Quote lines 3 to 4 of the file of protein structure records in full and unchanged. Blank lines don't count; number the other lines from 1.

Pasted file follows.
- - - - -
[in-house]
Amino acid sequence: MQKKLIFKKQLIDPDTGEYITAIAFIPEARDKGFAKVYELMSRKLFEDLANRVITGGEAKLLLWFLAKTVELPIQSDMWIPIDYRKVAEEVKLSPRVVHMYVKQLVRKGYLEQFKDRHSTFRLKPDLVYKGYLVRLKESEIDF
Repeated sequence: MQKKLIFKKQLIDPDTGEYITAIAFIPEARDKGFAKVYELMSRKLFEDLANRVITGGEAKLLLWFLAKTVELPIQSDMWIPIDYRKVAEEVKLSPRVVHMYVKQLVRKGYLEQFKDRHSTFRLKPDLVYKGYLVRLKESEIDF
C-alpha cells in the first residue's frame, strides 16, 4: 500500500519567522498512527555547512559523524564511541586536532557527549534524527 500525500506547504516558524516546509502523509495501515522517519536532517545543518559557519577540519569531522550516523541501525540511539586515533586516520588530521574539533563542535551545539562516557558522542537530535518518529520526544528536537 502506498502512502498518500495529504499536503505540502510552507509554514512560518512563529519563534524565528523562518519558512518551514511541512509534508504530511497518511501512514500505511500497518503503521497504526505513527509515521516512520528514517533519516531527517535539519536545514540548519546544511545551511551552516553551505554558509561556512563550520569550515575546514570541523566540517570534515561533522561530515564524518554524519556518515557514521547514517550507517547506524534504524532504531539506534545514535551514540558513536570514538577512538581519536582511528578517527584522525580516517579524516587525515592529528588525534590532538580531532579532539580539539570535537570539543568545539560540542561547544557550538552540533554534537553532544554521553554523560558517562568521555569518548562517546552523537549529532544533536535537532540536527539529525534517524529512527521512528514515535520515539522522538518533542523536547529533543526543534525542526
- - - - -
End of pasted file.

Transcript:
Repeated sequence: MQKKLIFKKQLIDPDTGEYITAIAFIPEARDKGFAKVYELMSRKLFEDLANRVITGGEAKLLLWFLAKTVELPIQSDMWIPIDYRKVAEEVKLSPRVVHMYVKQLVRKGYLEQFKDRHSTFRLKPDLVYKGYLVRLKESEIDF
C-alpha cells in the first residue's frame, strides 16, 4: 500500500519567522498512527555547512559523524564511541586536532557527549534524527 500525500506547504516558524516546509502523509495501515522517519536532517545543518559557519577540519569531522550516523541501525540511539586515533586516520588530521574539533563542535551545539562516557558522542537530535518518529520526544528536537 502506498502512502498518500495529504499536503505540502510552507509554514512560518512563529519563534524565528523562518519558512518551514511541512509534508504530511497518511501512514500505511500497518503503521497504526505513527509515521516512520528514517533519516531527517535539519536545514540548519546544511545551511551552516553551505554558509561556512563550520569550515575546514570541523566540517570534515561533522561530515564524518554524519556518515557514521547514517550507517547506524534504524532504531539506534545514535551514540558513536570514538577512538581519536582511528578517527584522525580516517579524516587525515592529528588525534590532538580531532579532539580539539570535537570539543568545539560540542561547544557550538552540533554534537553532544554521553554523560558517562568521555569518548562517546552523537549529532544533536535537532540536527539529525534517524529512527521512528514515535520515539522522538518533542523536547529533543526543534525542526